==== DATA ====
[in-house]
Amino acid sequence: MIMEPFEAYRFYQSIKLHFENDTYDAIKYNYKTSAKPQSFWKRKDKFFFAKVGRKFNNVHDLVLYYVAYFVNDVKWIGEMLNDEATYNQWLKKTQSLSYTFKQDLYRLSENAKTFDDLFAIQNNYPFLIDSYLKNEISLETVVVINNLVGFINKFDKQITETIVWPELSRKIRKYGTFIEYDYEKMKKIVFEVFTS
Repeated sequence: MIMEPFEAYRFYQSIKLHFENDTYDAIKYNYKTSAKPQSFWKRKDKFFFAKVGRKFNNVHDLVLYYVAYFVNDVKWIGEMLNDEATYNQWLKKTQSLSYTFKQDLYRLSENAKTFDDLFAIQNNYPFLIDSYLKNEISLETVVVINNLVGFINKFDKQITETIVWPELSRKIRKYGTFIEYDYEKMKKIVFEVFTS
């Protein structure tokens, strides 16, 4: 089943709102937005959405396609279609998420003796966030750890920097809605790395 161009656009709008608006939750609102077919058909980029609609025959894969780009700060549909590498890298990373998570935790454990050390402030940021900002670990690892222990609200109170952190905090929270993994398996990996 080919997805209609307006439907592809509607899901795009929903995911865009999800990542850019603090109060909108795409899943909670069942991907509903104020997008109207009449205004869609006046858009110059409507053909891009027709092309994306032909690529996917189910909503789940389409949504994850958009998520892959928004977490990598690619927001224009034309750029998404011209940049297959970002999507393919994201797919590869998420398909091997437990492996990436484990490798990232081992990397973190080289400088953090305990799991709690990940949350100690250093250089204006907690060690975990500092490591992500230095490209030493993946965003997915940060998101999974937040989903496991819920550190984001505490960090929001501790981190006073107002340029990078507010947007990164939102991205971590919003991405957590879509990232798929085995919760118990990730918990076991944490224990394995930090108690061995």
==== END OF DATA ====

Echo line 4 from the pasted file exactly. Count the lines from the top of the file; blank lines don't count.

């Protein structure tokens, strides 16, 4: 089943709102937005959405396609279609998420003796966030750890920097809605790395 161009656009709008608006939750609102077919058909980029609609025959894969780009700060549909590498890298990373998570935790454990050390402030940021900002670990690892222990609200109170952190905090929270993994398996990996 080919997805209609307006439907592809509607899901795009929903995911865009999800990542850019603090109060909108795409899943909670069942991907509903104020997008109207009449205004869609006046858009110059409507053909891009027709092309994306032909690529996917189910909503789940389409949504994850958009998520892959928004977490990598690619927001224009034309750029998404011209940049297959970002999507393919994201797919590869998420398909091997437990492996990436484990490798990232081992990397973190080289400088953090305990799991709690990940949350100690250093250089204006907690060690975990500092490591992500230095490209030493993946965003997915940060998101999974937040989903496991819920550190984001505490960090929001501790981190006073107002340029990078507010947007990164939102991205971590919003991405957590879509990232798929085995919760118990990730918990076991944490224990394995930090108690061995």